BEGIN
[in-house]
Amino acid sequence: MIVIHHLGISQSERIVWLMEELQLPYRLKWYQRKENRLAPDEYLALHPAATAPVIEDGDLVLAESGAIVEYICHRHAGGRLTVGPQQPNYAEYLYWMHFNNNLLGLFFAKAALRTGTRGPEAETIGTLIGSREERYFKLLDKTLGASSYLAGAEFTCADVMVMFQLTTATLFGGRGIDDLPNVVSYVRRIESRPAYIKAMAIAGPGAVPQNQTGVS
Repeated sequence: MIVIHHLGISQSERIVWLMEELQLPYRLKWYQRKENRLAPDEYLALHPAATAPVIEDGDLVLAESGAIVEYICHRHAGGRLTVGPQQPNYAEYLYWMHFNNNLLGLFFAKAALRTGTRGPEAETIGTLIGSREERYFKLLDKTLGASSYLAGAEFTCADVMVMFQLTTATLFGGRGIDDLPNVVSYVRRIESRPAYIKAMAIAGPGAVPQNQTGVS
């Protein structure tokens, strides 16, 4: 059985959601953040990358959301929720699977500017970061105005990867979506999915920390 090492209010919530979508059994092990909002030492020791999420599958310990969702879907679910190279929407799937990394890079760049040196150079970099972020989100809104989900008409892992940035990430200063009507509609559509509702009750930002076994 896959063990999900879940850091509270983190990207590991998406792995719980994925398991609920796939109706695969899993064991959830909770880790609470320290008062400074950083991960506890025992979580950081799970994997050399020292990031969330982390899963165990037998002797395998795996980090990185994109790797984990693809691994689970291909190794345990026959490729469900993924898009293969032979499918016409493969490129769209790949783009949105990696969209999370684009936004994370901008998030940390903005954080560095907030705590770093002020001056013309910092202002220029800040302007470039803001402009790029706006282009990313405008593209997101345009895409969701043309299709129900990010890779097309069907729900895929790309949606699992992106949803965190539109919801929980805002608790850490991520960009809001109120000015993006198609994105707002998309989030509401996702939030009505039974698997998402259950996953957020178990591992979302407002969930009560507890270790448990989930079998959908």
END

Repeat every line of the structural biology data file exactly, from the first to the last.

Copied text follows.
[in-house]
Amino acid sequence: MIVIHHLGISQSERIVWLMEELQLPYRLKWYQRKENRLAPDEYLALHPAATAPVIEDGDLVLAESGAIVEYICHRHAGGRLTVGPQQPNYAEYLYWMHFNNNLLGLFFAKAALRTGTRGPEAETIGTLIGSREERYFKLLDKTLGASSYLAGAEFTCADVMVMFQLTTATLFGGRGIDDLPNVVSYVRRIESRPAYIKAMAIAGPGAVPQNQTGVS
Repeated sequence: MIVIHHLGISQSERIVWLMEELQLPYRLKWYQRKENRLAPDEYLALHPAATAPVIEDGDLVLAESGAIVEYICHRHAGGRLTVGPQQPNYAEYLYWMHFNNNLLGLFFAKAALRTGTRGPEAETIGTLIGSREERYFKLLDKTLGASSYLAGAEFTCADVMVMFQLTTATLFGGRGIDDLPNVVSYVRRIESRPAYIKAMAIAGPGAVPQNQTGVS
């Protein structure tokens, strides 16, 4: 059985959601953040990358959301929720699977500017970061105005990867979506999915920390 090492209010919530979508059994092990909002030492020791999420599958310990969702879907679910190279929407799937990394890079760049040196150079970099972020989100809104989900008409892992940035990430200063009507509609559509509702009750930002076994 896959063990999900879940850091509270983190990207590991998406792995719980994925398991609920796939109706695969899993064991959830909770880790609470320290008062400074950083991960506890025992979580950081799970994997050399020292990031969330982390899963165990037998002797395998795996980090990185994109790797984990693809691994689970291909190794345990026959490729469900993924898009293969032979499918016409493969490129769209790949783009949105990696969209999370684009936004994370901008998030940390903005954080560095907030705590770093002020001056013309910092202002220029800040302007470039803001402009790029706006282009990313405008593209997101345009895409969701043309299709129900990010890779097309069907729900895929790309949606699992992106949803965190539109919801929980805002608790850490991520960009809001109120000015993006198609994105707002998309989030509401996702939030009505039974698997998402259950996953957020178990591992979302407002969930009560507890270790448990989930079998959908």